I have been a huge fan of podcasts for years. I love being able to listen to a podcast while I drive, workout, or just do housework. My podcast listens are a mix of entertainment and education (though I would argue that the educational podcasts are also entertaining). There are also a lot of great personal finance podcasts out there, so I thought I would put together a list of my top five personal finance podcast recommendations.
Listen, Money Matters – This is definitely a great place to start if you don’t know what you’re doing or if you need more information on a specific subject in personal finance. This podcast is informative and conversational and I never feel like it’s going over my head. The topics of the podcasts are clearly stated, so I can pick and choose when I don’t have time to listen to all of my podcasts. Next up, I’m going to listen to the episode on annuities, because no matter how much I read, I just don’t think I understand them quite yet.
Planet Money – Planet Money is a personal finance and economics podcast from NPR, so you know it’s going to be exceptionally well produced. More than just personal finance, Planet Money explains our economy in an entertaining way. Even though they might not be telling you how to save an extra $20 a month, this podcast gives you the bigger picture of how our economy works. One of my favorite episodes is where they make a shirt and trace the supply chain, from the cotton fields to manufacturing to final sale. Listening to this podcast has helped me better understand a lot of the economic stories in the news, and it’s just an enjoyable listen.
Bad With Money – This is definitely a niche personal finance podcast, and may not be for everyone, but I still think you should check it out. The podcast describes itself as “a queer, feminist, radical point of view.” In the first two seasons, the host, Gaby Dunn, talks about her own terrible personal finance situation, and in the current third season, she interviews various people about the personal finance world. It’s a fun listen, and great for someone who doesn’t want to be “talked at” by experts or made to feel bad about their personal finance decisions.
Stacking Benjamins – This podcast features interviews with people who have dug themselves out of debt or managed to generate a solid amount of wealth (or sometimes both) and finding out what worked for them and what advice they would give to others. There are interviews with authors and experts and all sorts of interesting people. And the host was previously a financial planner himself, so he knows his stuff.
Money for the Rest of Us – This personal finance podcast is a relatively new addition to my list, but I’ve been enjoying it recently. The focus here is more on investing and understanding how to invest and plan for retirement. I love that a lot of the focus is on achievable things, not just “get a second job and live off of rice and beans” or other ridiculous suggestions that you sometimes hear in the personal finance world.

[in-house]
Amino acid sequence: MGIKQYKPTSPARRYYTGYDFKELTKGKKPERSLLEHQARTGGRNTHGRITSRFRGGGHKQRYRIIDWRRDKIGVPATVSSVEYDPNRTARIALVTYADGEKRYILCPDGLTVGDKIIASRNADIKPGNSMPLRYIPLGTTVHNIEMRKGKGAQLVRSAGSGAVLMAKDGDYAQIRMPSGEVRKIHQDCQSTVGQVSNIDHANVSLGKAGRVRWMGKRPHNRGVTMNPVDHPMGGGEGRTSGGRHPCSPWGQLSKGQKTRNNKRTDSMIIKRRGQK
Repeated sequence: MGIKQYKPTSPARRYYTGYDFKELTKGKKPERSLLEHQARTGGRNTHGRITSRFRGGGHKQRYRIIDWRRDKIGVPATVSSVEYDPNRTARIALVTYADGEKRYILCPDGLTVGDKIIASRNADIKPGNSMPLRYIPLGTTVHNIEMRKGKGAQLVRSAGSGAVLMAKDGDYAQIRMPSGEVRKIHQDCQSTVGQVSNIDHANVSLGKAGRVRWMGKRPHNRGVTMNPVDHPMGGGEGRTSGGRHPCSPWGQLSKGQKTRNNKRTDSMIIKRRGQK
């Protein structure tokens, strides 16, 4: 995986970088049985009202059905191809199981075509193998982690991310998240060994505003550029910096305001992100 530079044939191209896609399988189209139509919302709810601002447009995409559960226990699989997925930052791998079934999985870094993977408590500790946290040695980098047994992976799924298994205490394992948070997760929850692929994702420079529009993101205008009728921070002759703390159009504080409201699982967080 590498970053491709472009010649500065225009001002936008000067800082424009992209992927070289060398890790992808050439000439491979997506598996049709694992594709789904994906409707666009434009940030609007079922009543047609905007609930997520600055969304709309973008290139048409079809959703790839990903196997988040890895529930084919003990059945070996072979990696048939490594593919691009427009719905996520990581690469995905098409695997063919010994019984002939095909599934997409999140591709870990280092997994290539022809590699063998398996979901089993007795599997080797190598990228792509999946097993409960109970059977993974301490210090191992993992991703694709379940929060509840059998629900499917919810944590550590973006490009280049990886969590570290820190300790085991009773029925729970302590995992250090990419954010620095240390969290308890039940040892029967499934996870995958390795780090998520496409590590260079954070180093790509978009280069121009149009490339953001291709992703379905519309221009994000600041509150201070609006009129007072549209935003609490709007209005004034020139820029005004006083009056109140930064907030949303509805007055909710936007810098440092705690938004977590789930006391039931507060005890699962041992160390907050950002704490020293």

Of course, I listen to more than this, but these are the top five I keep returning to. I would love to hear your podcast recommendations! Drop them in the comments and maybe I will be back with an updated list!
Megan is a 30-something government employee in the Washington, DC area. She got interested in Personal Finance when she got out of college and realized that her paycheck wasn’t going to go as far as she had hoped. Since starting this blog, she has managed to buy a house and make a solid start on her retirement goals, and hopes to help others do the same. Here is her story:
In 2007, I was a gainfully employed 20-something with no debt but not a lot of knowledge about personal finance. It was a co-worker’s comment about Roth IRAs that sent me to the internet, searching for information. It was then that I realized that I really didn’t know a whole lot about personal finance and that my current financial situation was due a lot to inherent frugal tendencies, generous family members, a fear of debt, and good luck. While that was working for me, clearly I needed a better plan.
While I had no debt, I was also pretty much living paycheck to paycheck and not worrying about going over budget (I say this as if I had a real budget) because I had an emergency fund set aside to cover any overages.
Except that’s not what an emergency fund is for.
So I did a lot of research, read a lot of blogs, and decided that I needed a plan. I needed to budget. I needed to know what I was spending my money on. I needed to prepare for the future.
I decided to create a blog not only to make myself accountable to others but also to share the knowledge that I gained along the way. I’ve learned so much from my fellow bloggers, and I hope that my readers can find something useful in what I have to share as well.